But, even those who don’t read the Bible should be familiar with the story of the Jewish people’s exodus from Egypt. The Exodus has been the topic of epic motion pictures as well as animated features. And these all depict the plagues that God sent on Egypt before Pharaoh finally let Moses’ people go.
The 8th plague God sent on Egypt was locusts that ate up their food crops. The 5th plague God sent was a disease killing their farm animals. And the 6th plague consisted of boils and sores covering everyone’s skin.
“Well, that was Egypt,” some people may say. “God wouldn’t send plagues like that on us!”
After they were freed from their slavery in Egypt, God told his Chosen People through Moses that they would be blessed if they obeyed his laws, but that they would be punished with disasters if they disobeyed. In Deuteronomy 28, beginning with Verse 15, God said,
“But if you do not obey the LORD your God and carefully follow all his commands and laws I am giving you today, all these curses will come upon you and stay . . . The LORD will punish you with disease, fever, swelling, heat, lack of rain, plant diseases, and mildew until you die.”
And then in Verse 38 he continued, “You will plant much seed in your field, but your harvest will be small, because locusts will eat the crop.”
The nation of Israel did sin and Moses said at Numbers 16:46, “The Lord’s anger has already broken out and an epidemic has already begun.” And Verse 47 says that “the number of people who died was 14,700.”
Later, when Israelite men were committing sexual immorality with the women of the Midianites, Numbers chapter 25 tells us God sent an epidemic disease on them. When one of their leaders took drastic action to end that unfaithfulness, Numbers 25:8 tells us, “the epidemic that was destroying Israel was stopped, but it had already killed twenty-four thousand people.”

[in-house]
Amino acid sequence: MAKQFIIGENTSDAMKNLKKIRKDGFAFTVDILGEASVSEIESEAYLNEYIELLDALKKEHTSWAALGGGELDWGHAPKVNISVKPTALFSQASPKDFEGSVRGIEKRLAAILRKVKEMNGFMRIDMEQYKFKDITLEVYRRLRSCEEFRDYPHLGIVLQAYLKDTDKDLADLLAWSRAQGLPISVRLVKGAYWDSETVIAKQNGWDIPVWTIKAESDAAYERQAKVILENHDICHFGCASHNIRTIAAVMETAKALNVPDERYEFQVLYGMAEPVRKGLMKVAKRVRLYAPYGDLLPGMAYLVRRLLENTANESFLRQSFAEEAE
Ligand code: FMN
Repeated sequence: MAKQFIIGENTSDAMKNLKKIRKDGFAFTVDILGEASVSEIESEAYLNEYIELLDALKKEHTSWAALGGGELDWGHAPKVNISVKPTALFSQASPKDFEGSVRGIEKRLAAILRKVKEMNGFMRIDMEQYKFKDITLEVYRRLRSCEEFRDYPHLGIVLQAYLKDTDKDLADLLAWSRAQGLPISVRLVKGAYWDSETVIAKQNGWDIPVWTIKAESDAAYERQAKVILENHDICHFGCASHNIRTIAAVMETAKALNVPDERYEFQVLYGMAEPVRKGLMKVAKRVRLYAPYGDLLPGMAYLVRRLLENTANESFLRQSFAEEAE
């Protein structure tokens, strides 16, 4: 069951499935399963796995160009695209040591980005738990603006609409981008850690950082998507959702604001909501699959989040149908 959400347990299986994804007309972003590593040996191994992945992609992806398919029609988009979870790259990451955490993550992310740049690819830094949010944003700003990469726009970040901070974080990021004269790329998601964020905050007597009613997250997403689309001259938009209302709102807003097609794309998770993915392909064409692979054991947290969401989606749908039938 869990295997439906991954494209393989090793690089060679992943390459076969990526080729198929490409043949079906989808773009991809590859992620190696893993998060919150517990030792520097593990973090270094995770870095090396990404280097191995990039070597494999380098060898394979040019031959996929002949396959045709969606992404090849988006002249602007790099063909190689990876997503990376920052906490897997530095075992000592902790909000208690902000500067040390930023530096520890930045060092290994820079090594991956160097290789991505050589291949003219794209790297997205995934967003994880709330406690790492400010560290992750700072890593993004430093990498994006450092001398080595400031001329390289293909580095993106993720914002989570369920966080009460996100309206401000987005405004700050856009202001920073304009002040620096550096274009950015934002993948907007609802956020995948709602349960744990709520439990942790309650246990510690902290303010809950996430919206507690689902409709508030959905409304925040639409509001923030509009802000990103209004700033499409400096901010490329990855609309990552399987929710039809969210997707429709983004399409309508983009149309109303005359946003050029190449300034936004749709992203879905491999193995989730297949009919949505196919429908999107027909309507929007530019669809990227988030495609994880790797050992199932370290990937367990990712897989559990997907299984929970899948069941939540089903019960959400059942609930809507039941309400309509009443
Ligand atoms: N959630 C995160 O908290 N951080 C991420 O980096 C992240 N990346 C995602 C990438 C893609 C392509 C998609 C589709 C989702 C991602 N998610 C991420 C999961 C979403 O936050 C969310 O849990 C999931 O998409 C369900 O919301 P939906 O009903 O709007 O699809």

During the reign of King David, when he sinned against God, 1 Chronicles 21:14 says, “the Lord sent an epidemic on the people of Israel, and seventy thousand of them died.”
Again, centuries later when Israel turned away from God, God told his prophet Jeremiah at Jeremiah 24:10, “I will send war, hunger, and disease against them.”
These disasters were sent for a purpose. God’s purpose was to bring them to repentance—to cause them to change their hearts and minds, and turn back to God, so he could bless them. Like any good parent, he disciplines us for our own good. But, many people today will say, “Our God doesn’t act like that.” Probably they say that because they don’t read the Old Testament.
There is also a popular notion today that it was only the God of the Old Testament who sent plagues and disasters, and that in the New Testament somehow a kind and gentle Jesus took the place of that harsh and mean Old Testament God.